MARK GIBBS, UK Met Office

MAJ. JANELLE V. JENNIGES, U.S. Air Force

VICE ADM. CONRAD C. LAUTENBACHER, JR., U.S. Navy (Ret.), GeoOptics, Inc.

MARK A. OLSON, North American Electric Reliability Corporation

WILLIAM MURTAGH, National Oceanic and Atmospheric Administration

LARRY J. PAXTON, Johns Hopkins University Applied Physics Laboratory

TUIJA I. PULKKINEN, NAS,2 University of Michigan

PETE RILEY, Predictive Science, Inc.

RONALD E. TURNER, ANSER, Inc.

Staff

ARTHUR CHARO, Senior Program Officer, Study Director

GABRIELLE HOLBERT, Program Assistant

ROBERT BULLARD, Lloyd V. Berkner Space Policy Intern

COLLEEN N. HARTMAN, Director, Space Studies Board

___________________

1 Member, National Academy of Engineering.

2 Member, National Academy of Sciences.

Suggested Citation:"Front Matter." National Academies of Sciences, Engineering, and Medicine. 2021. Planning the Future Space Weather Operations and Research Infrastructure: Proceedings of a Workshop. Washington, DC: The National Academies Press. doi: 10.17226/26128.
×

SPACE STUDIES BOARD

MARGARET G. KIVELSON, NAS,1 University of California, Los Angeles, Chair

JAMES H. CROCKER, NAE,2 Lockheed Martin (retired), Vice Chair

GREGORY P. ASNER, NAS, Carnegie Institution for Science

JEFF M. BINGHAM, Consultant

ADAM BURROWS, NAS, Princeton University

MARY LYNNE DITTMAR, Dittmar Associates

JEFF DOZIER, University of California, Santa Barbara

VICTORIA E. HAMILTON, Southwest Research Institute

CHRYSSA KOUVELIOTOU, NAS, George Washington University

DENNIS P. LETTENMAIER, NAE, University of California, Los Angeles

ROSALY M. LOPES, Jet Propulsion Laboratory

STEPHEN J. MACKWELL, American Institute of Physics

DAVID J. MCCOMAS, Princeton University

LARRY PAXTON, Johns Hopkins University Applied Physics Laboratory

ELIOT QUATAERT, University of California, Berkeley

BARBARA SHERWOOD LOLLAR, NAE, University of Toronto

HARLAN E. SPENCE, University of New Hampshire

MARK H. THIEMENS, NAS, University of California, San Diego

ERIKA WAGNER, Blue Origin

PAUL WOOSTER, Space Exploration Technologies

EDWARD L. WRIGHT, NAS, University of California, Los Angeles

Staff

COLLEEN N. HARTMAN, Director

TANJA PILZAK, Manager, Program Operations

CELESTE A. NAYLOR, Information Management Associate

MARGARET A. KNEMEYER, Financial Officer

RADAKA LIGHTFOOT, Financial Associate

___________________

1 Member, National Academy of Sciences.

2 Member, National Academy of Engineering.

Suggested Citation:"Front Matter." National Academies of Sciences, Engineering, and Medicine. 2021. Planning the Future Space Weather Operations and Research Infrastructure: Proceedings of a Workshop. Washington, DC: The National Academies Press. doi: 10.17226/26128.
×

Preface

Information about Earth’s space environment is of rapidly increasing importance, driven, in part, by the appearance of new government and commercial ventures using technologies sensitive to its variations and by plans for human exploration to the Moon and beyond. In addition, increasing understanding of how the space environment’s conditions are physically determined by solar activity and internal dynamics and other factors has made the possibility of significantly improving space weather forecasting a closer reality.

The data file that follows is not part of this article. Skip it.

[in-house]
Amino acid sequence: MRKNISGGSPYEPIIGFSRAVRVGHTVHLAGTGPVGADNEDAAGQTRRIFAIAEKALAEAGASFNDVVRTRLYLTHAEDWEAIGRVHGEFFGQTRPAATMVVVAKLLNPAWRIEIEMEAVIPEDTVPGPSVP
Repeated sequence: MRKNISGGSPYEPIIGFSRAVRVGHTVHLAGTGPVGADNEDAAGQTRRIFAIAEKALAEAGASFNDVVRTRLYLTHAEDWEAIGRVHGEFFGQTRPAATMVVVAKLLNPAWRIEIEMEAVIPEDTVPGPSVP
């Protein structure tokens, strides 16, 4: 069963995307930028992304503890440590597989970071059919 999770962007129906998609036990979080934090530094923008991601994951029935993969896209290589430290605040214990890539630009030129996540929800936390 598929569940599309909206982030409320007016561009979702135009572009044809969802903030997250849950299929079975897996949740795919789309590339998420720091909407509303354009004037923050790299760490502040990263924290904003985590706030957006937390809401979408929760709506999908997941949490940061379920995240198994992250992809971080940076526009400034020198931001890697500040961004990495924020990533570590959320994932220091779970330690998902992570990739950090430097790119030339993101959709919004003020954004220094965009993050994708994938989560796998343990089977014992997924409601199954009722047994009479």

Among the recent steps taken in support of this objective was the creation in 2015 of an interagency task force on Space Weather Operations, Research, and Mitigation (SWORM) and creation in 2019 of a National Space Weather Strategy and Action Plan (NSW-SAP), under the auspices of the Office of Science and Technology Policy (OSTP). SWORM and the NSW-SAP were developed to enhance national preparedness (protection, mitigation, response, and recovery) for space weather events, and to identify the activities, outcomes, and timelines that will be undertaken by the federal government to secure the infrastructures vital to national security and the economy.

As part of this initiative, the National Oceanic and Atmospheric Administration (NOAA), the National Aeronautics and Space Administration (NASA), and the National Science Foundation (NSF), have begun a series of advice-seeking activities, including National Academies–organized workshops. This proceedings describes the first in a series, with a particular emphasis on future options regarding NOAA’s contributions.1

In response to a request from NOAA, developed in consultation with NASA and NSF, an ad hoc committee of the National Academies of Sciences, Engineering, and Medicine was formed to explore, via a workshop, options for continuity and future enhancements of the U.S. space weather operational and research infrastructure. In particular, workshop participants (see Appendix A) were asked to

  • Review current and planned U.S. and international space weather-related observational capabilities;